In parallel, the CPTPP is undergoing ratification at the domestic level, with officials suggesting that the mega-regional accord could enter into force by next year if this pace continues. The two deals, while often compared given their overlapping membership and regional focus, have some significant differences in approach and focus. Experts have debated which accord may spur greater interest from international investors, and which one may be more likely to serve as a template for future trade rules in the broader Asia-Pacific region. 

APEC officials look to advance trade and development targets

At another forum for Asia-Pacific economies, APEC senior officials met in Port Moresby, Papua New Guinea, from 19-20 August. Sources familiar with the meeting say that trade representatives made headway on implementation of the 2016 Lima Declaration on a Free Trade Area of the Asia-Pacific (FTAAP), trade in services, and trade facilitation. The senior officials meeting (SOM) was preceded by two weeks of meetings focused on trade. 

The above-mentioned gatherings were also meant to set the stage for the upcoming APEC Ministers’ Meeting and APEC Economic Leaders’ Meetings, both of which are scheduled for November. 

According to Ivan Pomaleu, who serves as Papua New Guinea’s Ambassador to APEC and was the SOM Chair, countries were able to reach  “significant deliverables” when they met in late August. An APEC-published summary of his remarks said that participants worked “to take stock of APEC’s work, in relation to sustainable and inclusive resource development, identify emerging issues, assess potential impacts, and identify prospective work for the future in different sectors.” 

APEC country officials discussed progress on the implementation of different initiatives related to export subsidies, transparency, and the realisation of a far-reaching accord that would link these 21 Pacific economies – the above-mentioned FTAAP. Officials also expressed support for a multilateral trading system and inclusive growth, and highlighted the role of digital economy and e-commerce, sources say.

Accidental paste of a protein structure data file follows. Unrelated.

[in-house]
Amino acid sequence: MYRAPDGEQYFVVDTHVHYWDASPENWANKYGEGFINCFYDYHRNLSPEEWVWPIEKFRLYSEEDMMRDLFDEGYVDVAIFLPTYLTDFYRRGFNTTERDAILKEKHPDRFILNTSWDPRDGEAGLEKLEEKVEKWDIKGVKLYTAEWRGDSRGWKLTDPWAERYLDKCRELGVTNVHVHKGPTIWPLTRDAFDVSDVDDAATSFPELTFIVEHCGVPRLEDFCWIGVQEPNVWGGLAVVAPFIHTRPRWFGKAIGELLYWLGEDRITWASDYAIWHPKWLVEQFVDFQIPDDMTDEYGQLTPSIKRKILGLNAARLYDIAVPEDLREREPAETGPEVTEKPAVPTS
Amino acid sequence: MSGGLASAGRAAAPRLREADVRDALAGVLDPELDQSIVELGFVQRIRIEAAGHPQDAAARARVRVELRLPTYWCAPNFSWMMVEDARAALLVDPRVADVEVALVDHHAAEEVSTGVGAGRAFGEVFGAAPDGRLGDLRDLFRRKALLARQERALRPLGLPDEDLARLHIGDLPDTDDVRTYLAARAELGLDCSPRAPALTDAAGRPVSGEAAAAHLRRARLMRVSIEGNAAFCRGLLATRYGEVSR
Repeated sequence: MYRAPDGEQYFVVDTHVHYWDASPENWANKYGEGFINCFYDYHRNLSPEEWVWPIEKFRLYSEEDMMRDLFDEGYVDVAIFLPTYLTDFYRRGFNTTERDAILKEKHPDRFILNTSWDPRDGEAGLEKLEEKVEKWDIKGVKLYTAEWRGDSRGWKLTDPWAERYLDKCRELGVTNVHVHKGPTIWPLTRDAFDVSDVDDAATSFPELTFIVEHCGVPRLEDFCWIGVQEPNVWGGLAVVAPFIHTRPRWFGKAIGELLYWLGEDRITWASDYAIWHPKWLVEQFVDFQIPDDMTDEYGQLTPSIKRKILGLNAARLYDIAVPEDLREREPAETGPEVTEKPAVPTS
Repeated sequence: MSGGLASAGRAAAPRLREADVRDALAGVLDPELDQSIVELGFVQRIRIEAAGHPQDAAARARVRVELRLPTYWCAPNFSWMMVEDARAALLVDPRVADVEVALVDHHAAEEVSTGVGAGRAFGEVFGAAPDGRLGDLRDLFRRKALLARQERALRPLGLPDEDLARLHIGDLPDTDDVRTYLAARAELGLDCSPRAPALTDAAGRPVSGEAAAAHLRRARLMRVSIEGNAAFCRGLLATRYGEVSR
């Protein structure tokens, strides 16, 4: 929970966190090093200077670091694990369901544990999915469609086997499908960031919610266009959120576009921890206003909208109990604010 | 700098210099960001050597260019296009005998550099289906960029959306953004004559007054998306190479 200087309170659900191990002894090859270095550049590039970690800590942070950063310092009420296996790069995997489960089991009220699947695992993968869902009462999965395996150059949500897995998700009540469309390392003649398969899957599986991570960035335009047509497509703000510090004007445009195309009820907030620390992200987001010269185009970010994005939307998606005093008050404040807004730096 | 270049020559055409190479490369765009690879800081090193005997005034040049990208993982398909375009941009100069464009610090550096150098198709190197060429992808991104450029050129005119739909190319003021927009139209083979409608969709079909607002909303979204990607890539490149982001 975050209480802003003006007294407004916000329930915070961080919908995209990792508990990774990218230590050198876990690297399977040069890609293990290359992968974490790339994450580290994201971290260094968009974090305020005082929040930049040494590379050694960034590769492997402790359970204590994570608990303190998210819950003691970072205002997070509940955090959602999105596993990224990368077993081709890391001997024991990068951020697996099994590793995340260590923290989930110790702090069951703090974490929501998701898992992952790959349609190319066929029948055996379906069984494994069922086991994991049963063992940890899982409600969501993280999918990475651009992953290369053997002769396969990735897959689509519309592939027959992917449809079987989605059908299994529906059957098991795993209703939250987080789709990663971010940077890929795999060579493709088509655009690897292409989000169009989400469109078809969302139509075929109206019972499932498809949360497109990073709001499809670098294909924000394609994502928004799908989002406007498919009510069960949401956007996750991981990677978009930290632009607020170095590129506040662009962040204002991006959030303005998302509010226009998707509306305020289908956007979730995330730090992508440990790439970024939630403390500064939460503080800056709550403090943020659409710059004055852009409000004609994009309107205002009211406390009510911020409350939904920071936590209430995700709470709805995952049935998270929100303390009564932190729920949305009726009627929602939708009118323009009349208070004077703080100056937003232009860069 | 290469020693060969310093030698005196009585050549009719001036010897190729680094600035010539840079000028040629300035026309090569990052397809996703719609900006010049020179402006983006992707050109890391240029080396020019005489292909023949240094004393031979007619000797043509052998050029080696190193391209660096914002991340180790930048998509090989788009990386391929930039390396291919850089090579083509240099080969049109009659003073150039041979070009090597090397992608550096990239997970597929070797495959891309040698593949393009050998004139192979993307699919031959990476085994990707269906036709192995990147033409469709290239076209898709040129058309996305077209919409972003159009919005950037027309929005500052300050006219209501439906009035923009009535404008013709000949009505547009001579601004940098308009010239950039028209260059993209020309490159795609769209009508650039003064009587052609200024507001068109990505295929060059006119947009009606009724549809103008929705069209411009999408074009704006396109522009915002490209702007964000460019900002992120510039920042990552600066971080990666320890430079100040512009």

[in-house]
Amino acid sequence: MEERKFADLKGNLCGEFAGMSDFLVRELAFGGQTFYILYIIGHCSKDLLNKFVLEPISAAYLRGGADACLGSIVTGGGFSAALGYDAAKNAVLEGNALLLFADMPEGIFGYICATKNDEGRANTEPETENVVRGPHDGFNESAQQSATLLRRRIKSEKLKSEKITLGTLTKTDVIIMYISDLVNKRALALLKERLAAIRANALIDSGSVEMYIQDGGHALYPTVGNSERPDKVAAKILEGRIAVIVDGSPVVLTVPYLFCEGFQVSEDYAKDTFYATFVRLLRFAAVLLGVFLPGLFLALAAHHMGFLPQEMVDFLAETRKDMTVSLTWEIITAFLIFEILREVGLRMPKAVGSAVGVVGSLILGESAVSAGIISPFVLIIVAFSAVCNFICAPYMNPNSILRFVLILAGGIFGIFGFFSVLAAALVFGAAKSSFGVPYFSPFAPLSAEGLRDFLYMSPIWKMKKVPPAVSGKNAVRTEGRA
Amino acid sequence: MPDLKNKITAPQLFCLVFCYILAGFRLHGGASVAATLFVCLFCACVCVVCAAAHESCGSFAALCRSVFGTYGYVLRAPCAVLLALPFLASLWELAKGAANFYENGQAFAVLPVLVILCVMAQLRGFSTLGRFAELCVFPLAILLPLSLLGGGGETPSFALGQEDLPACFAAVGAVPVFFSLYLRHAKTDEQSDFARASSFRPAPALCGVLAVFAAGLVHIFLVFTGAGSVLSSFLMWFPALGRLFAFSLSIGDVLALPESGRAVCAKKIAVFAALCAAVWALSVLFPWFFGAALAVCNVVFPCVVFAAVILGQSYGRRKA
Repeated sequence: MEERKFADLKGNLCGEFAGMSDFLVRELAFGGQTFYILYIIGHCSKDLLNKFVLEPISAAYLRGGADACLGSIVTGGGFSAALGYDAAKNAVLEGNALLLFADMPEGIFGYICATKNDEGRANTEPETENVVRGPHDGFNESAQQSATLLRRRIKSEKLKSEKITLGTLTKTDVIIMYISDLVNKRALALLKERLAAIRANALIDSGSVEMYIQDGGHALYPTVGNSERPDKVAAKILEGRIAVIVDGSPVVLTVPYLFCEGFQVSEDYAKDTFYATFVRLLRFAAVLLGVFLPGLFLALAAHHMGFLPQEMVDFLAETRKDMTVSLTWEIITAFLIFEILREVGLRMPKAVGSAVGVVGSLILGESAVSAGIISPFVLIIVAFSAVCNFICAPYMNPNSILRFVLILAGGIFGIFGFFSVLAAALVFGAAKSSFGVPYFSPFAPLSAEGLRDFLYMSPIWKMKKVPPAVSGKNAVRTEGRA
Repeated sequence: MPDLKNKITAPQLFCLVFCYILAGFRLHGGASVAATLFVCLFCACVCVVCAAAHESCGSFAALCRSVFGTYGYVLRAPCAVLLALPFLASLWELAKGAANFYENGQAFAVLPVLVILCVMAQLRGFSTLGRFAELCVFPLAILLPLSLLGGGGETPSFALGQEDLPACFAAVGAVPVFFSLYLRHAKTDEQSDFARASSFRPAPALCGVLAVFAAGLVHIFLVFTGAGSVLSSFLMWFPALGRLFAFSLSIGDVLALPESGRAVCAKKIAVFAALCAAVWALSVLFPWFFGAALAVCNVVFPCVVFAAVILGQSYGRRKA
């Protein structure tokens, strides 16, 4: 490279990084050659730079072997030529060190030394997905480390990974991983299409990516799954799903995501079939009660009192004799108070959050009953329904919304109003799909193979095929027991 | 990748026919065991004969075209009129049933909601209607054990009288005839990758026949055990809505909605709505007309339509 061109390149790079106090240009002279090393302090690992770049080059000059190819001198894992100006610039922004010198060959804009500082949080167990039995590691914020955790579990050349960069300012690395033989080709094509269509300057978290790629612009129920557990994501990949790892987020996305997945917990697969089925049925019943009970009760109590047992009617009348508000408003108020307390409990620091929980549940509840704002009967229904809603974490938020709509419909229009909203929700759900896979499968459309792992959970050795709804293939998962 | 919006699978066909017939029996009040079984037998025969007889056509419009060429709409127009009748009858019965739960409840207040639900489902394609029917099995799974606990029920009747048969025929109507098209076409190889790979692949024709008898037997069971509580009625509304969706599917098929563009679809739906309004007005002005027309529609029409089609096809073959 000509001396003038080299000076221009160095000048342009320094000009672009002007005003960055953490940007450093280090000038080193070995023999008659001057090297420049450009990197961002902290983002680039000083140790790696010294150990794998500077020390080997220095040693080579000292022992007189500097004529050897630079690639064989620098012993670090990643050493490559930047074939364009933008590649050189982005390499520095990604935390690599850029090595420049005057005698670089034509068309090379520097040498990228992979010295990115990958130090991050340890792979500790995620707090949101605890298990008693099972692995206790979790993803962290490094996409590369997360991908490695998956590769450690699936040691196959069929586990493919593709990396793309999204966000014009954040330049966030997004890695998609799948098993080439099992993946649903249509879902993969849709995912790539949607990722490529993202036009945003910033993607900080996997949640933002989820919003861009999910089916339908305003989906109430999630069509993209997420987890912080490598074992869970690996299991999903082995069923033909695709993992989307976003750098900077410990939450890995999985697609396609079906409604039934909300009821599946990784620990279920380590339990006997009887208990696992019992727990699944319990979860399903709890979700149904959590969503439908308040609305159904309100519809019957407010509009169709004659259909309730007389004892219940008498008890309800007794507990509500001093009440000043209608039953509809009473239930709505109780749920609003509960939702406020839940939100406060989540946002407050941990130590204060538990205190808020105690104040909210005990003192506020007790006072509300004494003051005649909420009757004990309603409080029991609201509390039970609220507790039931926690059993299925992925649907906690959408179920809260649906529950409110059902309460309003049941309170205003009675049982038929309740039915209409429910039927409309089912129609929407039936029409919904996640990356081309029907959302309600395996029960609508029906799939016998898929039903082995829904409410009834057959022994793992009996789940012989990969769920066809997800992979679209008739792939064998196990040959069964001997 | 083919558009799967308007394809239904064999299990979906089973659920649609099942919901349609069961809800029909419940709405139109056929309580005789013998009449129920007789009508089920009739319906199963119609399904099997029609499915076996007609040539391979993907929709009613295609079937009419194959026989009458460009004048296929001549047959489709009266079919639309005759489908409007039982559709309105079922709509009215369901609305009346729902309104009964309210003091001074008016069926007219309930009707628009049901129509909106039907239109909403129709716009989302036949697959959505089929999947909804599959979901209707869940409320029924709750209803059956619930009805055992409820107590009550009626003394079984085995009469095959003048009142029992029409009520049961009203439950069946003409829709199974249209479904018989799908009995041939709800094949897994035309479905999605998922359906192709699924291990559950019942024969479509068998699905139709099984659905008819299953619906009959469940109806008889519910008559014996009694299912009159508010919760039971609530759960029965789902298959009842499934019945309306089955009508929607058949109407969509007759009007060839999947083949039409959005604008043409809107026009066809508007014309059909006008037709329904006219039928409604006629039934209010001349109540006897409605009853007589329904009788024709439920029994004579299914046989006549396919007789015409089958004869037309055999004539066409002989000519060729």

Officials reportedly endorsed APEC cross-cutting principles on non-tariff measures, and are said to be looking to finalise non-binding principles for domestic regulation of the services sector. As for the digital economy and e-commerce, the main challenge for the coalition is how to implement the APEC Internet and Digital Economy Roadmap, which was adopted last year and has been a key discussion point in meetings since. 

Overall, trade liberalisation and investment development will continue to be one of the main driving forces of the APEC region. Although the RCEP takes a different approach to some trade policy areas, relative to the CPTPP, some experts say that both mega-regional trade pacts could serve as useful starting points for a multilateral trade area, the FTAAP. According to a 2014 working paper published by the Asian Development Bank (ADB), these processes could help the region’s economy evolve from a “spaghetti bowl” of overlapping trade rules and regulations to a more structured system, which they refer to as a “jigsaw puzzle.” 

Asia-Pacific economies have long said that boosting economic growth and facilitating trade is a top priority for their region, which has already seen economic growth overall multiply significantly since the APEC coalition was formed in 1989. 

ICTSD reporting; “Economic priorities for Singapore as ASEAN chair,” THE STRAITS TIMES, 18 January, 2018; “US-China trade row spells pain and gains for ASEAN,” NIKKEI ASIAN REVIEW, 8 April, 2018; “India's steel ministry opposes inclusion of finished products in RCEP - Economic Times,” REUTERS, 21 August, 2018; “How An Australia-Canada-Japan Led TPP-11 Trade Deal Compares To China's Alternative,” FORBES, 13 March, 2018; “RCEP ministers OK package of deliverables to be reached by year-end,” THE MAINICHI, 1 September, 2018.